That said, actuaries are becoming more involved in top decision-making efforts at major corporations. As you might expect, actuaries have the fastest rise to the top in insurance companies, and many C-level executives at life, health and property insurance companies were once computing life tables just like you. Actuaries are also finding careers in the financial divisions of major corporations. As risk awareness, management and mitigation become more of a priority for companies squeezing every cent of possible shareholder value, actuaries can play a leadership role as comptrollers and even chief financial officers.
Most actuaries that rise to the executive suites have gotten their MBAs alongside any advanced work they've done as actuaries. Indeed, the combination of business know-how and actuarial skills can be a compelling mix for the boardroom. If you're interested in reaching the top levels of a corporation, your actuarial work will help you -- but get that MBA, too. "I know that if I don't want to progress any further as an actuary, I need to get my MBA," says one pension actuary mulling a shift into management ranks after failing to pass his sixth actuarial exam. "There comes a point where you have to know more about the broader business world that you just don't have. Actuarial work can have a pretty narrow focus. I need to know more about the psychology of it, the leadership." Of course, even if you're successful in passing your exams, an MBA can advance your career in new directions as well, and is a strong asset in reaching the upper executive ranks.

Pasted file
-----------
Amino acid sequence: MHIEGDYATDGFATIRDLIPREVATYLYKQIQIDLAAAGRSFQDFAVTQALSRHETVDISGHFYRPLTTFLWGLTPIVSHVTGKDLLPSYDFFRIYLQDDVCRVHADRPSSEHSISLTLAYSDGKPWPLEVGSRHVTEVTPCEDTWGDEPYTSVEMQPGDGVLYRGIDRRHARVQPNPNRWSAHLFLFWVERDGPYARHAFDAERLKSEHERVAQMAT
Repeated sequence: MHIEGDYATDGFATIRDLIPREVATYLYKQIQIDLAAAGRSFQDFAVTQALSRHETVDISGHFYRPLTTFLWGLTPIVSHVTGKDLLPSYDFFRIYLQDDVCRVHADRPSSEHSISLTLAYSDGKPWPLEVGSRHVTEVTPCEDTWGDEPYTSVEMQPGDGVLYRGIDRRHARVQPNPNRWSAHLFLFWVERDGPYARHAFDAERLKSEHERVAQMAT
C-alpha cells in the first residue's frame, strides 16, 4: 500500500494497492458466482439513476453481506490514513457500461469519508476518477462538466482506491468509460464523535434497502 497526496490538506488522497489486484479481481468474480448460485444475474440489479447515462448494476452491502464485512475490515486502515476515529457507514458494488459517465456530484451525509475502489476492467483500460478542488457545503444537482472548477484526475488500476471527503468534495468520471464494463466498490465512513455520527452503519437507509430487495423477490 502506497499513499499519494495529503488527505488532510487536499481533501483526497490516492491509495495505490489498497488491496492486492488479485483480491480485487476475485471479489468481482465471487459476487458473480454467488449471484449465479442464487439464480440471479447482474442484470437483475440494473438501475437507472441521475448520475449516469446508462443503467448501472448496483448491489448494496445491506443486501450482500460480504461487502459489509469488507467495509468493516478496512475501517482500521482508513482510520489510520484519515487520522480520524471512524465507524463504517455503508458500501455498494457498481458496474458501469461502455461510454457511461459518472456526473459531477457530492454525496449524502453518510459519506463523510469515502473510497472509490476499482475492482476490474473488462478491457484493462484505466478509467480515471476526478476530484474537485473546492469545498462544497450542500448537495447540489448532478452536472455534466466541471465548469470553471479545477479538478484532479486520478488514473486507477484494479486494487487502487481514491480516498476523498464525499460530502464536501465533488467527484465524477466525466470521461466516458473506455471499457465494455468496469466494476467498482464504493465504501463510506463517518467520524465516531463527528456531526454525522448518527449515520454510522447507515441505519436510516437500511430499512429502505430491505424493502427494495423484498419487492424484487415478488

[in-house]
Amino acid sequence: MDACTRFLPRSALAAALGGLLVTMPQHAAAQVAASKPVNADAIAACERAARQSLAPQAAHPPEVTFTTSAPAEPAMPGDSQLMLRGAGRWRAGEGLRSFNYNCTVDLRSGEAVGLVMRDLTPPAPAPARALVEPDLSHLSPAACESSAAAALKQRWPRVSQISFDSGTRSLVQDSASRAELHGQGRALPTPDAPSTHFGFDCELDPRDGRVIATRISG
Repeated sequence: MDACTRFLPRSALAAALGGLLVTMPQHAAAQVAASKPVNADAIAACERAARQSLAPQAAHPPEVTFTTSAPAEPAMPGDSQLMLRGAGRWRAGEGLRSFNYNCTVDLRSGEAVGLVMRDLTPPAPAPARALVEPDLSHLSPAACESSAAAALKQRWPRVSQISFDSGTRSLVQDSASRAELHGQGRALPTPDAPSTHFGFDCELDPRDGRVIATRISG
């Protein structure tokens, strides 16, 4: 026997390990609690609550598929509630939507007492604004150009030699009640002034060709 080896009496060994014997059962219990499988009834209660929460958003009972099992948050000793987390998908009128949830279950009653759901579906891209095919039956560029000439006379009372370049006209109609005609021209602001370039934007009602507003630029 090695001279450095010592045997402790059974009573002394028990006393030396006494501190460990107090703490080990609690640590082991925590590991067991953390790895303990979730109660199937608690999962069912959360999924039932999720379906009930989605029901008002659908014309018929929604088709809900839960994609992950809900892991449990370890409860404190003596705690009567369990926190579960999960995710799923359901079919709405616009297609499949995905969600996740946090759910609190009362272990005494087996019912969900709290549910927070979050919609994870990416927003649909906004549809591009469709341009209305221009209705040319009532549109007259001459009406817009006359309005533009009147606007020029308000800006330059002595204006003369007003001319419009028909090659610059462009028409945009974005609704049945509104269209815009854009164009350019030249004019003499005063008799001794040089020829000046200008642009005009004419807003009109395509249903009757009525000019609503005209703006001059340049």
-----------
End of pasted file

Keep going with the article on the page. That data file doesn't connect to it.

Actuaries who reach the executive level are rarely directly involved in the assessment of risk factors -- they have people who do that for them. In the insurance and pension industries, they may be overseeing other actuaries and directing their overall work. In other industries, executive actuaries are generally better equipped to foresee risks that may not occur to their colleagues.
Most actuaries will still be involved in the financial areas of corporate leadership once they rise to the executive ranks, and their risk-assessment and mitigation can also provide operational insights.
The vast majority of actuaries don't make it to the top ranks of the business world. Of course, most MBAs don't either. Let's say there are roughly 8,000 publicly traded and private companies in the United States worth mentioning -- the kind of companies that have an outside chance of being mentioned in The Wall Street Journal or Forbes. That means that less than three-tenths of 1 percent of the U.S. population is running a big-name public company. So don't feel bad if your actuarial career doesn't lead to the corner office.